Almost half of British women say they are not getting enough sleep(43%) and don’t feel well-rested when they wake up (48%). According to the findings from a survey of over 4,100 adults in the United Kingdom (UK), supported by the Sleep Apnoea Trust Association (SATA) and conducted by YouGov for ResMed Ltd, women are more likely than men to:
- Have trouble sleeping (46% versus 36%)
- Wake up during the night and not be able to get back to sleep (36% versus 23%)
- Become irritable during the day because of their sleep problems (60% versus 47%*)
- Feel less confidence in their appearance as a result of a bad night’s sleep (33% versus 20%*)
Despite the extent of their sleep problems, only a minority of women visit their general practitioner (GP) about sleep issues such as difficulty sleeping (25%) and snoring (6%), according to the “Reclaim your Sleep” general public survey, conducted by YouGov, online from Sept 10 to 13, 2015.
Oxford University professor John Stradling says in a release, “Often women think that feeling exhausted is just part of modern life when in fact it could be something more serious. Many are not aware that they may have sleep apnea, meaning that they are missing out on the medical advice or treatment that they need. Remaining untreated leaves women at risk of reduced quality of life and serious health conditions, so it is important that they speak to their GP about any sleep problems that they have—the sooner their sleep issues are addressed by a sleep expert, the better.”
The findings also reveal the impact of frequent sleep problems and how these affect both genders differently. The impact of sleep deprivation on appearance is much more prominent in women than men with women* admitting that sleeping problems have caused them to put on weight (31%) and made their skin look less healthy (33%).
Bill Johnston, chairman of the Sleep Apnoea Trust Association says, “It is easy to think that as the nights get longer, being tired is just part of the new season—for many it is, but for others, sleep issues could be a sign of sleep apnea. The overall lack of awareness around sleep apnea symptoms and its impact on a person’s health may mean that many are suffering in silence, so it is important that we work with healthcare professionals to uncover this missing group and help minimize the impact of sleep problems on their lives. Women also need to help their doctor understand how they sleep to avoid misdiagnosis. Discussing their sleep quality, and any difficulties sleeping (such as insomnia, frequent awakenings, snoring, and sleepiness or tiredness during the day), will really help.”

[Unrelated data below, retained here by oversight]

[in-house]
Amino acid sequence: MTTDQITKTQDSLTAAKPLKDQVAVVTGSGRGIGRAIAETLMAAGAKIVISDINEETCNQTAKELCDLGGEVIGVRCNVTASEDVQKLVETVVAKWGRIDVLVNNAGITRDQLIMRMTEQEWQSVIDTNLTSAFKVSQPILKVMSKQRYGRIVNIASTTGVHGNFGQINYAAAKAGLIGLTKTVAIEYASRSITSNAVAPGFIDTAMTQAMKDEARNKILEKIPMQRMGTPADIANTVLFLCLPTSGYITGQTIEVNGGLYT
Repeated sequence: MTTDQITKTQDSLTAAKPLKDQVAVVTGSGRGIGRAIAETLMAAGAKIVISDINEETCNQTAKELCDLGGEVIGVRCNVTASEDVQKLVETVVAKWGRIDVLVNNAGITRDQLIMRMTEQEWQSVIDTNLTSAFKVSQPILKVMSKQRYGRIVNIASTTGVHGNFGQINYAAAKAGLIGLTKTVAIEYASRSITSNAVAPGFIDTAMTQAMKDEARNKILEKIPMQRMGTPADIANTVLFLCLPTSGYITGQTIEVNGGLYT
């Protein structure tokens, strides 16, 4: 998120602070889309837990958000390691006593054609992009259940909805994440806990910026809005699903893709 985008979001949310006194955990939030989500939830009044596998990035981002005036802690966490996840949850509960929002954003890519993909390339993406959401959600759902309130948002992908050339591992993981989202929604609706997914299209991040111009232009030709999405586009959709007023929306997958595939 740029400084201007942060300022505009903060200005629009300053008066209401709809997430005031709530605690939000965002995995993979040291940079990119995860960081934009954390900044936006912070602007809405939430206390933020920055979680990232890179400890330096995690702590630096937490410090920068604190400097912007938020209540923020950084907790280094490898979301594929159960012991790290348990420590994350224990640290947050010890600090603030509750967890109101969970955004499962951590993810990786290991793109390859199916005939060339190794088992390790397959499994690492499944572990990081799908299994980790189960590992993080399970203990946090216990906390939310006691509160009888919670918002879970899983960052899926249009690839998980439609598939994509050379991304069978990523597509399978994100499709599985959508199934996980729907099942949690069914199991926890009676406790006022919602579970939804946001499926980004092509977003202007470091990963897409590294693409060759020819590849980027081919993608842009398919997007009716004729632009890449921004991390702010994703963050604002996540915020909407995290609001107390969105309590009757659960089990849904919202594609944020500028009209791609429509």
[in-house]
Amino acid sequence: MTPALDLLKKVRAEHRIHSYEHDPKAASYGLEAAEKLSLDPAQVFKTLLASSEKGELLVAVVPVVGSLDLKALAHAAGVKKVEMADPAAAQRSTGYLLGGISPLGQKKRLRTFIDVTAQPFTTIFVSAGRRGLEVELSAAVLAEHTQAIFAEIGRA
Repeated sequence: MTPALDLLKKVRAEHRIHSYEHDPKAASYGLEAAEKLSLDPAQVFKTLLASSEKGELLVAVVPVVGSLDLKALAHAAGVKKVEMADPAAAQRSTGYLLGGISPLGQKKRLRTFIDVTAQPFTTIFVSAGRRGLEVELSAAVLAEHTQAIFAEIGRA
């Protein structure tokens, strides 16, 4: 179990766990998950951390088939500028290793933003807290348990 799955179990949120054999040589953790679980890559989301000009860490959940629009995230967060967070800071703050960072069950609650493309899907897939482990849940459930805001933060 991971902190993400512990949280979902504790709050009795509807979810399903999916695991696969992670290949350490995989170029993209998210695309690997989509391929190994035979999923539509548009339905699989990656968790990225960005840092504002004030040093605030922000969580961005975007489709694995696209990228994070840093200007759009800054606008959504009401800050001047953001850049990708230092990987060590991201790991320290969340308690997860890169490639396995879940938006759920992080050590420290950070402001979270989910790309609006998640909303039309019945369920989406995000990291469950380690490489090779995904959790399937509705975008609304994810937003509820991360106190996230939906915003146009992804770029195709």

Treating obstructive sleep apnea would not only save the National Health Service (NHS) millions of pounds but could also help hundreds of thousands women all around the United Kingdom reclaim their sleep and improve their overall health and quality of life.
The “Reclaim Your Sleep” survey results coincide with a nationwide campaign to raise awareness of the symptoms of sleep apnea in women. Women can visit http://reclaimyoursleep.resmed.com/en-gb.html to find out more about sleep and dealing with sleep problems.
*Of those who have trouble sleeping